If there’s a division between modern and classic EDM, it’s how a setlist is put together. Go to Ultra Music Festival, Electric Daisy Carnival, or any similarly-large event, and the headliners have assembled an hour’s worth of familiar tracks, ones that remain recognizable even with mixing. A DJ trots out his own hits and re-works a handful of other tracks, and the set passes onto the next performer. While this format brings in the bucks, it passes over the roots and experimentation associated with electronic dance music DJing from the 1980s and ‘90s.
The dual-headlining event of Danny Tenaglia and John Digweed, presented by Made Event, on Governors Island on August 11 revisited the genre’s origins. Hits, save for the end, were removed entirely from the equation. Instead, the beat – essentially a 4/4 house beat with a spaced-out 2/4 super-imposed on top, creating a swinging effect – reigned supreme, with familiar figures returning over the course of their four-hour set. Sleepy & Boo and Pleasurekraft opened for the two legends, who promptly started at 8 p.m.
John Digweed’s first one-hour set had a retro but not dated vibe: perfect for the Hacienda, were the former Factory Records-owned Manchester club to exist in the present, instead of the modern-day music festival. But, much like Pet Shop Boys and Depeche Mode can retain relevancy in modern times, Digweed’s set had a beat undercurrent that got the crowd going. On top were minimalist, fragmented synth melodies and the occasional wailing voice or siren.
40 minutes into his set, Digweed greeted the crowd with, “New York City, how are you doing? It’s nice to be back.” A 20-minute crescendo of synths, melodic oscillations, and percussion ensued, culminating in electronic fanfare that segued into Danny Tenaglia’s first set.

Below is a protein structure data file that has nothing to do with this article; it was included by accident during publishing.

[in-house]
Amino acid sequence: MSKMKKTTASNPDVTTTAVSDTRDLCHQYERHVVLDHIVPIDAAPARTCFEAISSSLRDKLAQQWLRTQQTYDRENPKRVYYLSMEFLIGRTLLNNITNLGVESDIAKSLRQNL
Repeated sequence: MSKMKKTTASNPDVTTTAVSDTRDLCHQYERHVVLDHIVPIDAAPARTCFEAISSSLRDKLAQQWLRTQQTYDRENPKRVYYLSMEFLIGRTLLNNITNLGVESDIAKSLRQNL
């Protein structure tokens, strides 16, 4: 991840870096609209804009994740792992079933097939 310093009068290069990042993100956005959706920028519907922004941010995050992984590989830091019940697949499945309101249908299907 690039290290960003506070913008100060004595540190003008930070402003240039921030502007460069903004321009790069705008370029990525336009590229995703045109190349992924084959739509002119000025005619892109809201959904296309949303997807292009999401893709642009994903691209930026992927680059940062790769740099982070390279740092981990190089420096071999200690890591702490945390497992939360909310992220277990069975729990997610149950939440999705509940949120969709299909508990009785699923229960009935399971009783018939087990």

Tenaglia’s first set, mirroring the organic techno of his Birthday Bash and Vinyl Reunion at Pacha NYC in April, put percussion high in the mix, picking up where Digweed’s final and lengthy crescendo left off. Heavy bass drum and hand claps gave his set an overall marching quality, a militaristic two-step softened and broken up by a serene chordal or hemiolic melodic line. By the second half, Tenaglia threw in some synth-pop sounds. Sequencers added a second rhythmic element, while a vocoder showed that, when it comes to a robotic effect, a synthesized voice still trumps an Auto-Tuned vocalist.
Digweed’s second set ran through more of the same rhythmic patterns and melodies, with a paradoxical organic electronic quality. Tenaglia, as well, resorted to similar rhythms and samples at the start of his second set, but over the course of an hour, he shifted from experimental, organic techno to recognizable house. Past to the halfway point, he addressed the audience, stating that he felt as if he is just getting warmed up and that short sets are for amateurs. But, these sentiments were merely an introduction for Tenaglia to drop a new track – one he and his “friend Sebastian” did together. Preserving many of the rhythmic patterns the DJ defaulted to in his set, the new track had a familiar combination: smooth, disco-esque vocals juxtaposed with a marching rhythmic character.
The last minutes encapsulated the entire mood and amalgamation of their combined sets. Tenaglia’s new track – the title was not disclosed – led into the now-classic Digweed’s “Walking on Fire,” his final mix of the night.